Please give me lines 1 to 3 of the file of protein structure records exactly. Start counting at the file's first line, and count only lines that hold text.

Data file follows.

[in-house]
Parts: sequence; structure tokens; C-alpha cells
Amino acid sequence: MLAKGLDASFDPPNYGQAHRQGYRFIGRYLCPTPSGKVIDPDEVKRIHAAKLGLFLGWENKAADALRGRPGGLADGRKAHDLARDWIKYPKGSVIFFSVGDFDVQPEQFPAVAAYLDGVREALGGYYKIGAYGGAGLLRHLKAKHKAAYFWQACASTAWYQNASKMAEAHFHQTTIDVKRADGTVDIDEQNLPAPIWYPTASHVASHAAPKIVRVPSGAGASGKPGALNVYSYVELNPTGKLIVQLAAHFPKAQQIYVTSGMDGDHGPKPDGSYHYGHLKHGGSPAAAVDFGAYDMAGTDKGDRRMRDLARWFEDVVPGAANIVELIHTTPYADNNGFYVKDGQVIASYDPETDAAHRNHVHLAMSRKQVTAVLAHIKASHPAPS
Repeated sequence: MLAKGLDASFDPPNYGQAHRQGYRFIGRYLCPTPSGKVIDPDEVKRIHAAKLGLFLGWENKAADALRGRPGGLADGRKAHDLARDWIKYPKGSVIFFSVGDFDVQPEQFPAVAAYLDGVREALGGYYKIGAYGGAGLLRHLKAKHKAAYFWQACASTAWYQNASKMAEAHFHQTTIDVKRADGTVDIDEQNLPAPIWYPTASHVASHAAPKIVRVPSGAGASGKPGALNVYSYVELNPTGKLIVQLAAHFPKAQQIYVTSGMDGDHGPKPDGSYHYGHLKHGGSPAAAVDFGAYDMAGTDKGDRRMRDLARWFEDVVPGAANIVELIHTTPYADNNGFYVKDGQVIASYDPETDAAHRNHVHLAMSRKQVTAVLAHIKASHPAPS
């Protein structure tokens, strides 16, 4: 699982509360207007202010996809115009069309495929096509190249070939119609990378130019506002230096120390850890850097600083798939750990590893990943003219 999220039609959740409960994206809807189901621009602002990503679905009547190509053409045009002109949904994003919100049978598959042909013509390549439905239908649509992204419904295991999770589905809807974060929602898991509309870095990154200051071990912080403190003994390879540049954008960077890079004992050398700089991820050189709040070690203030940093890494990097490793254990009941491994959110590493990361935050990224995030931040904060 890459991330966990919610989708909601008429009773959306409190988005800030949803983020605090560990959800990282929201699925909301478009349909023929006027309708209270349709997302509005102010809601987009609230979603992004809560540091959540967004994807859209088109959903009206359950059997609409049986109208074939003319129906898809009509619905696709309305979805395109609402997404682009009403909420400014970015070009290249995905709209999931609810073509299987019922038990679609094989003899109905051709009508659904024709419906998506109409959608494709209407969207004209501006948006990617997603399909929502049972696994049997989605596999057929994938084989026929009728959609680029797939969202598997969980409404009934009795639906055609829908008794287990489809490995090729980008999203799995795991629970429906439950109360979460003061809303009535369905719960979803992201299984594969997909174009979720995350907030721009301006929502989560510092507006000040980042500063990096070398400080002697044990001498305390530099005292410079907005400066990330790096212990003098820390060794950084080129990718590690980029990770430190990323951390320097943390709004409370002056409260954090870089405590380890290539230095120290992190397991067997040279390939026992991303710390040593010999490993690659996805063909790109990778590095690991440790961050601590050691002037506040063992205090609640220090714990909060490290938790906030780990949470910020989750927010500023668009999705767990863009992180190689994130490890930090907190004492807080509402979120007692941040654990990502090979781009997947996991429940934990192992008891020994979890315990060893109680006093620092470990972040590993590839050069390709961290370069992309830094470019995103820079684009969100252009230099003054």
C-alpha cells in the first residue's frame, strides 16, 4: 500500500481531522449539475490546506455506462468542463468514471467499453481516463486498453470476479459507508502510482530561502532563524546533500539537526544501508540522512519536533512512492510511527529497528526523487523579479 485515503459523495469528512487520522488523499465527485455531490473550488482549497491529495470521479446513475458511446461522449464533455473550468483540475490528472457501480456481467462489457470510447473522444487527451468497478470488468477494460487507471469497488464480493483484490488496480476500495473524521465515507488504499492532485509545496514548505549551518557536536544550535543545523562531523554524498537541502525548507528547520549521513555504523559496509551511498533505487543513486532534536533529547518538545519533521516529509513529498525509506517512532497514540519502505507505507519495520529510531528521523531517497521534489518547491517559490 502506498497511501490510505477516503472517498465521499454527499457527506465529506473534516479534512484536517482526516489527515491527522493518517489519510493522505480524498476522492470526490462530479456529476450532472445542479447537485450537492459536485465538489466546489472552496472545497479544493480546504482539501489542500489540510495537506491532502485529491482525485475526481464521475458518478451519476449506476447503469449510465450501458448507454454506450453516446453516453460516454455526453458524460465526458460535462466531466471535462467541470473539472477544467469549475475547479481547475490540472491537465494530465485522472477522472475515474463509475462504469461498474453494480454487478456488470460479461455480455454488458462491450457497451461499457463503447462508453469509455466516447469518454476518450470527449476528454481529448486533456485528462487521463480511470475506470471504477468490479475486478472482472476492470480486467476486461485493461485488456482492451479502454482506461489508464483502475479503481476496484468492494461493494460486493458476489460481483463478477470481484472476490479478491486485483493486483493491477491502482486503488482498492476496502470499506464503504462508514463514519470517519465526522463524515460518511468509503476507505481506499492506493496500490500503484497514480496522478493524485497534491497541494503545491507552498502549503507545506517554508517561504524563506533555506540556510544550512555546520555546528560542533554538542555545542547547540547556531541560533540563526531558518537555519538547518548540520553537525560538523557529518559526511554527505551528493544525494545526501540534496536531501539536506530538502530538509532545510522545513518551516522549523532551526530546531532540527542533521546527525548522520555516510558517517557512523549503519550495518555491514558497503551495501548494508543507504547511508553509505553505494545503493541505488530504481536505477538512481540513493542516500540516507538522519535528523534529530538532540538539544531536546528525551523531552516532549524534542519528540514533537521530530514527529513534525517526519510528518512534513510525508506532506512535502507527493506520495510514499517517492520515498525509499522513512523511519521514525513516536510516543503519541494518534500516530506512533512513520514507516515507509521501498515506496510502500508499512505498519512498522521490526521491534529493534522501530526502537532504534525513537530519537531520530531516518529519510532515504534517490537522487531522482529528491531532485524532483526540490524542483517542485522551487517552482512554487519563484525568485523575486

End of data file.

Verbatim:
[in-house]
Parts: sequence; structure tokens; C-alpha cells
Amino acid sequence: MLAKGLDASFDPPNYGQAHRQGYRFIGRYLCPTPSGKVIDPDEVKRIHAAKLGLFLGWENKAADALRGRPGGLADGRKAHDLARDWIKYPKGSVIFFSVGDFDVQPEQFPAVAAYLDGVREALGGYYKIGAYGGAGLLRHLKAKHKAAYFWQACASTAWYQNASKMAEAHFHQTTIDVKRADGTVDIDEQNLPAPIWYPTASHVASHAAPKIVRVPSGAGASGKPGALNVYSYVELNPTGKLIVQLAAHFPKAQQIYVTSGMDGDHGPKPDGSYHYGHLKHGGSPAAAVDFGAYDMAGTDKGDRRMRDLARWFEDVVPGAANIVELIHTTPYADNNGFYVKDGQVIASYDPETDAAHRNHVHLAMSRKQVTAVLAHIKASHPAPS